New Girardi deal helps Rangers with organisational weaknessMarch 1, 2014, by
For several years the Rangers had a relatively steady flow of defensive prospects make it to the NHL through the system. Whether it was Michael Del Zotto, Marc Staal, Ryan McDonagh, Mike Sauer or Girardi himself, the Rangers were able to supplement the NHL roster with cost effective home grown talent. Recently, there have been concerns of the talent approaching the NHL level.
With the relatively slow progress made by Dylan McIlrath (who still has time on his side) and the unknown NHL projections of Brady Skjei and Calle Andersson, the Rangers don’t have the ability to promote from within. Perhaps Conor Allen aside, there is very little that could step up in short notice.
Aside from acquiring organisational continuity (and his obvious ability), Dan Girardi’s new deal helps the Rangers significantly in terms of organisational depth. Girardi allows the Rangers to exercise patience on the blueline. Andersson and Skjei in particular will not be rushed when they sign. Another season in Hartford wouldn’t exactly be a bad thing for McIlrath. Throwing Klein into the mix, the Rangers already have four quality NHL defensemen – all capable of significant minutes – locked into deals beyond this season so the Rangers can plan longer term.
Girardi’s deal allows the team to negotiate with Anton Stralman and John Moore from a position of strength. Ryan McDonagh and Dan Girardi’s deals combined – based on market value – allow the Rangers some room to manoeuvre when looking to tie down Stralman, perhaps meaning their breaking point for a new deal for Stralman may be greater than it was prior. Retaining Girardi –and the recent acquisition of Klein– also offer the club some security when they eventually come to negotiating with the back-to-his-best Marc Staal over the next off-season.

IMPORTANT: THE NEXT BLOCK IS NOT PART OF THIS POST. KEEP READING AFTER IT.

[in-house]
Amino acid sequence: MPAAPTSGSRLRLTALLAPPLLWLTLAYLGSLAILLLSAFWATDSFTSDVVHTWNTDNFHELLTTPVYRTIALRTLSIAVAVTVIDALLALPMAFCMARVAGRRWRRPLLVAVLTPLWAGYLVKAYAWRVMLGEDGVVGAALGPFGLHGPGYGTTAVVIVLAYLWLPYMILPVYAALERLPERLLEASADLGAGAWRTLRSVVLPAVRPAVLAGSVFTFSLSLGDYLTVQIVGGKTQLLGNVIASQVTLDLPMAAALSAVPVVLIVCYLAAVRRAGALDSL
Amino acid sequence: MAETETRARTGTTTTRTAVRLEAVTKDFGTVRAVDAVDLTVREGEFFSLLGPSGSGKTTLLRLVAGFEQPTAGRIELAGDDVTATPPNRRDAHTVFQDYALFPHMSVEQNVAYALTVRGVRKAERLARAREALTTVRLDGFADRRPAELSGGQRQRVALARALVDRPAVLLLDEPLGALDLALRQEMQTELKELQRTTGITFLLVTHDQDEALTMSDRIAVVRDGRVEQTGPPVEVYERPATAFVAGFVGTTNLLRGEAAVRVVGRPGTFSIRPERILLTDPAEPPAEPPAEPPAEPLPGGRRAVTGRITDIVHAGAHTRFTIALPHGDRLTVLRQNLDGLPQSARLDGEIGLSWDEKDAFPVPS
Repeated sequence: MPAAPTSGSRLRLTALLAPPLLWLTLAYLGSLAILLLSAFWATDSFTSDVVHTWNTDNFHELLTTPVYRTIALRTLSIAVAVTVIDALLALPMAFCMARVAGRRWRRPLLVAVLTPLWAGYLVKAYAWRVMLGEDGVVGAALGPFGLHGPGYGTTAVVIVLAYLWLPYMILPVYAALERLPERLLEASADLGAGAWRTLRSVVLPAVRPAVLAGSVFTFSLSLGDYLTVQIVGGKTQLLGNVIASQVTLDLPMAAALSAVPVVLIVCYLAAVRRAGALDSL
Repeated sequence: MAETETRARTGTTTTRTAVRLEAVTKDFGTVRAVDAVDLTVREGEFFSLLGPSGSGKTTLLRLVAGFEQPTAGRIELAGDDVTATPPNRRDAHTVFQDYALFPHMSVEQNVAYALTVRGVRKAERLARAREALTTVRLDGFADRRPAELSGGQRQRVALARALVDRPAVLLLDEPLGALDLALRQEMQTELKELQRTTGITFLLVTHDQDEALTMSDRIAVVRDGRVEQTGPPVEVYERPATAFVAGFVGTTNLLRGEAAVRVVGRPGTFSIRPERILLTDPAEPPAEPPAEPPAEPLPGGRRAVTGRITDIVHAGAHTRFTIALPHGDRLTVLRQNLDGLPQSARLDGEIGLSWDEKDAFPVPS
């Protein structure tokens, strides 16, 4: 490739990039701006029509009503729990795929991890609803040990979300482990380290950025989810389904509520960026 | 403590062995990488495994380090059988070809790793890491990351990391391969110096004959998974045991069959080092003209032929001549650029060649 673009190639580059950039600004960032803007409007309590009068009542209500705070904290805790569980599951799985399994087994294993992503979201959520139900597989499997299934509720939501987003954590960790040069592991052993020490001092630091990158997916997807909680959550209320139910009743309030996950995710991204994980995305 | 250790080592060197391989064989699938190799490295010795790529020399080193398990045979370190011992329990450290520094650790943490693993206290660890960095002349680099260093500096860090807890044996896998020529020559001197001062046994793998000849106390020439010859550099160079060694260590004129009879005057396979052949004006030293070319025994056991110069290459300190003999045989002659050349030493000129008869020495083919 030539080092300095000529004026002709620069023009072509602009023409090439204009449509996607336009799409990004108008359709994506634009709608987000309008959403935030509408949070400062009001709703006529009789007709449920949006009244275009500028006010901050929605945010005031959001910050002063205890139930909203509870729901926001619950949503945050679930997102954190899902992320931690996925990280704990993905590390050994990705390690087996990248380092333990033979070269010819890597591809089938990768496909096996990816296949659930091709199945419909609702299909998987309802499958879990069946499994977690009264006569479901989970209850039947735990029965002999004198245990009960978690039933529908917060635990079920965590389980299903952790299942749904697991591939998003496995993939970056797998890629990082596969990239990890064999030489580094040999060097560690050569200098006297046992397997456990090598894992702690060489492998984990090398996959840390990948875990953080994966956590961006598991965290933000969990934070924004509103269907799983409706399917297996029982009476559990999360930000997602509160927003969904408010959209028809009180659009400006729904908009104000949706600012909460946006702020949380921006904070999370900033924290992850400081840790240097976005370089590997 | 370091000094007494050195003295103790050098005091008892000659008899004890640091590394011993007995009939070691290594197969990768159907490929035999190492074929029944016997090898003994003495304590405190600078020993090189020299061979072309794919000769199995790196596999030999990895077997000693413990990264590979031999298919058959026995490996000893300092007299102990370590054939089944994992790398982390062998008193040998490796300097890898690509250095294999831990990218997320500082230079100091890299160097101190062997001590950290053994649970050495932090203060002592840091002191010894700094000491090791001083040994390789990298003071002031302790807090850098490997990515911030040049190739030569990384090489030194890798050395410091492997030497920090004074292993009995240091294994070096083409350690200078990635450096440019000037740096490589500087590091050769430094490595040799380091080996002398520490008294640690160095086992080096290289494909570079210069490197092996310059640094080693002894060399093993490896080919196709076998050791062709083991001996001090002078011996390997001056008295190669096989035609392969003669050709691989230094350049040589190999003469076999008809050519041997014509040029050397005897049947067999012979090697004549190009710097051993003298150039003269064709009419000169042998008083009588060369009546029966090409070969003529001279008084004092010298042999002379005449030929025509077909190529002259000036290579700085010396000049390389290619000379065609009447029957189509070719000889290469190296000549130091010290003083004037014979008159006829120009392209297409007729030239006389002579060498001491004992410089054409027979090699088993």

The positive fall-out from the Girardi deal continues. Another benefit from retaining the veteran blueliner is the greater flexibility it affords Sather and co. when they come to deal with the upcoming 2014 NHL draft. Had Girardi sought pastures new, the club may have had to focus on another NHL defenseman with their top pick this summer. Now, they are more likely to go best player available – always the safest option when negotiating the draft.
Ryan Callahan’s future may also influence organisational thinking come draft time, but no longer is the long term state of the defense a pressing concern. With fair market value achieved for both the Rangers and Girardi it seems the positives are both plentiful and wide reaching. Girardi’s deal bodes well for the long term.